Why Hey Marseilles Makes Seattle Swoon

That old-world Europop charm doesn’t hurt.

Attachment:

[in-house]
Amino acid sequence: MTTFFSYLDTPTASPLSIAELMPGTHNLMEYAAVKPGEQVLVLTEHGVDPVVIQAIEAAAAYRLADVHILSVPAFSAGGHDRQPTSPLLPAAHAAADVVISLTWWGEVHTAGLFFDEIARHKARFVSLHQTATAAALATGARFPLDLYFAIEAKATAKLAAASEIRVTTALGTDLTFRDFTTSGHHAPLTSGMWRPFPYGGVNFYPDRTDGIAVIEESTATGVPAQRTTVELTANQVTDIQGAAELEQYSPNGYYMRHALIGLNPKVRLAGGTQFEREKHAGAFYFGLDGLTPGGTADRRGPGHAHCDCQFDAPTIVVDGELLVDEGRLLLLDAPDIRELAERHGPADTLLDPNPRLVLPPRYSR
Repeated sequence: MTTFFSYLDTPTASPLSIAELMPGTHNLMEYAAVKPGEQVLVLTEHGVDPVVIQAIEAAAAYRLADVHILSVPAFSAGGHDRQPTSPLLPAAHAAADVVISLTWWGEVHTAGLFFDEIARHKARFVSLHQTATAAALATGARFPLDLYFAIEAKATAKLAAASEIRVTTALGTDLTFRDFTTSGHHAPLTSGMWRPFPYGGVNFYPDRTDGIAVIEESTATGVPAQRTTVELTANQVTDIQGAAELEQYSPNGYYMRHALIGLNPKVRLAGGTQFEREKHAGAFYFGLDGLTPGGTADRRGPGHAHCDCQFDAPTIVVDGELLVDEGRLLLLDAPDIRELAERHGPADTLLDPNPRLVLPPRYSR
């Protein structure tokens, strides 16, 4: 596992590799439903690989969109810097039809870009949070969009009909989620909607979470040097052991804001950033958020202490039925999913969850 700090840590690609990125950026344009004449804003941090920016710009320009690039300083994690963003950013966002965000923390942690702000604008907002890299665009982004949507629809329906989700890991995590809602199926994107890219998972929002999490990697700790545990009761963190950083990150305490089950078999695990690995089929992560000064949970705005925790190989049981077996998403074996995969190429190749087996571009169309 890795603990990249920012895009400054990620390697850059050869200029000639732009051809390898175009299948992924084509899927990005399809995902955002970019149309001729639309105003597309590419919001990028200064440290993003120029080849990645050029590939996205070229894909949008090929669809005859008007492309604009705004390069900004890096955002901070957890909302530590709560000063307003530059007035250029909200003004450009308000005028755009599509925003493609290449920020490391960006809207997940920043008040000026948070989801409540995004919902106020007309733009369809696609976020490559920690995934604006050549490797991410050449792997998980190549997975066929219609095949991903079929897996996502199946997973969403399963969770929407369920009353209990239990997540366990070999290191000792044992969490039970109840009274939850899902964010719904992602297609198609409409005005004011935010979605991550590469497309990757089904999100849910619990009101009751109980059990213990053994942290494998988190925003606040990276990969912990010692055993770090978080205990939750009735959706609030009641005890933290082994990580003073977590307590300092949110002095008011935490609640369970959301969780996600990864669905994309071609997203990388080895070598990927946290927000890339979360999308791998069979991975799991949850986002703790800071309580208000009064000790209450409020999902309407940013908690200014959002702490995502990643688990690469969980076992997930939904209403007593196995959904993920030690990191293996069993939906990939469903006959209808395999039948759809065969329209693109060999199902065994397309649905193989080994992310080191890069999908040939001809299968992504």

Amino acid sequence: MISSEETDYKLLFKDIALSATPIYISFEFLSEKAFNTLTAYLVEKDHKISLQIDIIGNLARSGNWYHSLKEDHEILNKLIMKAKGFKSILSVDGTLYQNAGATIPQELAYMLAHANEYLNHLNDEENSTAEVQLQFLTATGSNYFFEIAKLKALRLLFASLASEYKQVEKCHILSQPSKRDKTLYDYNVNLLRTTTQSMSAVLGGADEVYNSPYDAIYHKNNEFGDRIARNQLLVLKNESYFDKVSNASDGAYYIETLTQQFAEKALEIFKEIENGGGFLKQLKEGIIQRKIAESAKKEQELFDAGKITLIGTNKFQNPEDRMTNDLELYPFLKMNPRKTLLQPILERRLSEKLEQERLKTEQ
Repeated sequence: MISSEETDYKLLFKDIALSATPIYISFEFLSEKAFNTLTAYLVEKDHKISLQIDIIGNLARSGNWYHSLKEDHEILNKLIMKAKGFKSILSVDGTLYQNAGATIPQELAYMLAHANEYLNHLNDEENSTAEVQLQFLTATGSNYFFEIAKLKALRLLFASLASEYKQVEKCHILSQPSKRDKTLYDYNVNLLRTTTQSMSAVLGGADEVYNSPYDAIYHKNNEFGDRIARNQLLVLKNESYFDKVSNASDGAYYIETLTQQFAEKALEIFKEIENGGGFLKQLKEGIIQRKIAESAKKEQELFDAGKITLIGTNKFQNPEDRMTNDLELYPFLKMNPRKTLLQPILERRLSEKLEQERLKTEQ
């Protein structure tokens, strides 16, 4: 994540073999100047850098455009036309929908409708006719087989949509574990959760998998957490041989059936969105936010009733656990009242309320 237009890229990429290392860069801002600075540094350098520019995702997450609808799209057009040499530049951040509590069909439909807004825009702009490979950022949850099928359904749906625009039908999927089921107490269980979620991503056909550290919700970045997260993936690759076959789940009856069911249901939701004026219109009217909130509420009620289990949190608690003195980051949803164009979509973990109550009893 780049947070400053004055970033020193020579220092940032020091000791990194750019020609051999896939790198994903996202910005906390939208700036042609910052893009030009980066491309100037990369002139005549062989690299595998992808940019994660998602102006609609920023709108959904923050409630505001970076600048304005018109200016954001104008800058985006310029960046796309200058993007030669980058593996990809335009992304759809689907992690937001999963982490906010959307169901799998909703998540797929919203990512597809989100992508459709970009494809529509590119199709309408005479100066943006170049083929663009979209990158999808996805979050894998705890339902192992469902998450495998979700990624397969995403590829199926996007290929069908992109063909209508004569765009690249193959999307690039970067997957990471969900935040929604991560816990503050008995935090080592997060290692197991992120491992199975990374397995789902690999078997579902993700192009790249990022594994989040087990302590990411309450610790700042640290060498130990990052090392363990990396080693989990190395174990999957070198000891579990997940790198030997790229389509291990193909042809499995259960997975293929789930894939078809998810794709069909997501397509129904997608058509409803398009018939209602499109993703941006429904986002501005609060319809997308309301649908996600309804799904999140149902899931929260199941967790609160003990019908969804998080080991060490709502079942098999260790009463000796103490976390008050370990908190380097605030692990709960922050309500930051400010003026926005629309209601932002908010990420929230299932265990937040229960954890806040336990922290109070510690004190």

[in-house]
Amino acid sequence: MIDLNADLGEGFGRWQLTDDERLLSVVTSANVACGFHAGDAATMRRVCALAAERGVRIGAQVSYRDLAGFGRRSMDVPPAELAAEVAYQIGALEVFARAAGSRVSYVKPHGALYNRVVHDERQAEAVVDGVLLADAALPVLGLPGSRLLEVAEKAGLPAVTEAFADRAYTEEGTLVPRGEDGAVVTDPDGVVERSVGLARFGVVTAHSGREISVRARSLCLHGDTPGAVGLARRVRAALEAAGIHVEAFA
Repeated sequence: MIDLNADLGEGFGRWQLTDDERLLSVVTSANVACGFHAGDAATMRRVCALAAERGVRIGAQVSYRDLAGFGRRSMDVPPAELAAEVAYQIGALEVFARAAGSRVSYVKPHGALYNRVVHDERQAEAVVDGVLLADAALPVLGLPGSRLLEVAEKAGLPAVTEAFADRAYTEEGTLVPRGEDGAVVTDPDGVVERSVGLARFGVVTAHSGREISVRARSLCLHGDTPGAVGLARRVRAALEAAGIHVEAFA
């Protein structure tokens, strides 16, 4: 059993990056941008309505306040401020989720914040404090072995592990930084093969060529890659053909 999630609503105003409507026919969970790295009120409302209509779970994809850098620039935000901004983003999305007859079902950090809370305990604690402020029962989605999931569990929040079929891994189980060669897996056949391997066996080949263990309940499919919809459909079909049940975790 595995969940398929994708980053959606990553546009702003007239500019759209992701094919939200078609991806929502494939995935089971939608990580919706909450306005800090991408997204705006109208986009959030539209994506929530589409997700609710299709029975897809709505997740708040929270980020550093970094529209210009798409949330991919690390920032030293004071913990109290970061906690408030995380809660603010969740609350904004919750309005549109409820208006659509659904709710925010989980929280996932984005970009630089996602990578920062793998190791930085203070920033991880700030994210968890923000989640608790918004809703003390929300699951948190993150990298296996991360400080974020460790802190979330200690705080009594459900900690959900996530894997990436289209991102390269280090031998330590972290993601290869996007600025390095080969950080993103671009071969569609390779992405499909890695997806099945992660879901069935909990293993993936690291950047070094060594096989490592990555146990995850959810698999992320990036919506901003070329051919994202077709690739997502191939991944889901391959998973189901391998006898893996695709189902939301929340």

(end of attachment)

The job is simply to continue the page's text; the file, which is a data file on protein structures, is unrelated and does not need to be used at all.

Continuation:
As Seattle indie-rock band Hey Marseilles knows all too well, picking the perfect band name takes time. A name leaves a crucial first impression, providing a glint of insight into a band's personality; a really clever name can inspire folks to pick up an album blind, while a spectacularly dumb one is like buyer repellent. Lame band names don't always prevent groups from succeeding--just look at Pavement--but you can imagine how it might take a while for five people with strong personalities to make a decision. "We argued about it for, like, two months," Hey Marseilles guitarist Nick Ward says. "The band name is pretty essential, so there were some intense conversations," vocalist and fellow guitarist Matt Bishop adds. "[Nick] wanted it to just be Marseilles, and I was like, 'No. It needs some vibrato, it needs some rhyme, it needs some chutzpah,' and I was like, 'Hey Hey Marseilles!' And at the time, four out of five of us were up for that. Nick was not. So we truncated it." As for other potential names: "The only other real possibility was Left Out Counties," Bishop says sheepishly. He pauses and laughs a little to himself, shaking his head. "Now that's embarrassing to admit."Left Out Counties wouldn't have encompassed the band's Francophile leanings nearly as well. "[Hey Marseilles] kind of fit the aesthetic of the accordion, and the European vibe that we were going for, so it ended up working well," Bishop says. It's funny that he mentions the Euro-vibes, since the band bristled when a recent Seattle Times mention referred to Hey Marseilles as cabaret pop. That might not have been so offensive if that description hadn't been sandwiched among a long list of mostly derogatory summations of other local groups.Thing is, designating the band "cabaret pop" isn't entirely unfair. With an orchestra's worth of instruments at their disposal, the septet (two more members joined after the band's naming) comes off like a contemporary pop group inspired by French cabaret classics from the '20s. Accordion, mandolin, and organ drive the Old World sound, but there are also guitars, a cello, a bass, percussion, a trumpet, and a sousaphone that previously belonged to the UW Marching Band. Trumpeter Patrick Brannon mans that particular behemoth. Funny enough, they're even sticklers for pronunciation, they're so Euro. "The other thing we've learned [about our band's name] is that it's a good test for the...degree to which our audience is educated," Bishop says. "Because a lot of people don't know how to pronounce it."Pronunciation problems aside (just say "mar-say"), Seattle's taken a shine to Hey Marseilles' orchestral-pop style. Given the Northwest's fondness for like-minded bands—the Decemberists, Loch Lomond, the Builders and the Butchers—that isn't totally unusual. What is peculiar is that an unsigned, greenhorn Seattle band could make such a splash with their debut album, To Travels and Trunks. Released in December 2008, not only did it rank seventh on Three Imaginary Girls' best-album-of-2008 readers' poll, it also ranked more than once on Sonic Boom Records' weekly best-selling albums lists. At its best, Travels made it to the third spot, beat out only by Neko Case and Fleet Foxes. Some of that success must be credited to Unjin Lee, the band's bubbly, dynamic manager, who helps get the band's songs noticed more quickly than they might've been otherwise.Yet the biggest reason Hey Marseilles stands out in Seattle's saturated pop scene is its innate knack for crafting sincere songs that rise with anticipation and recede gracefully. It's a quality as necessary to a great pop song as a story arc is to a great work of fiction.Although almost every song on Travels pertains to movement and travel, the band says that wasn't intentional."I don't think we're quite smart enough to actually sit down and say 'We're going to write a whole record about this theme,' and go through with it and do it like a concept record," says Phil Kobernik, a keyboard player with a quick, slightly sardonic wit. "That's a little bit beyond our means." Except it's not, especially when it comes to Kobernik. Later on, he has the whole band laughing when infamous music-review site Pitchfork Media comes up in conversation. "Maybe Pitchfork should start appending words instead of decimals," he muses. "Three point shit. Four point almost. Eight point jizz!"After 20 minutes of being interviewed, the band grows impatient with the process, making restless little squeaks and squawks on their various instruments. The message is clear: They want to wrap things up and get cracking on their upcoming EP. But first, I must know: Knowing how far they've come without a record label, would Hey Marseilles ever consider signing to one? Drummer Colin Richey shakes his head a little. "They would have to really bring something to the table," he says. "We wouldn't just be hunting out indie record deals."Kobernik chimes in. "There's sort of this tilting point where it becomes more practical to be on a label than for you to be doing it yourself. But I think the truth of it is that a lot of bands got shitty deals. We have friends that got bad record deals and got horribly screwed. Or they just didn't go anywhere because they didn't have enough momentum before they signed... [in our case] we have to decide where that point is and whether it's practical to be on a label."If the band continues doing as well as they are without label help, there may be no reason to employ one. At the end of the interview, the band begins working on an arrangement for a wistful new song that reminds me a little of French cafe pop. Meanwhile, vocalist Matt Bishop, who's mainly sitting aside watching, offers me a ride to the April 15 Fucked Up show at Neumos—on a scooter. It's clear that Hey Marseilles won't be shaking the European comparisons anytime soon. But that's OK. I still love the Old World.sbrickner@seattleweekly.com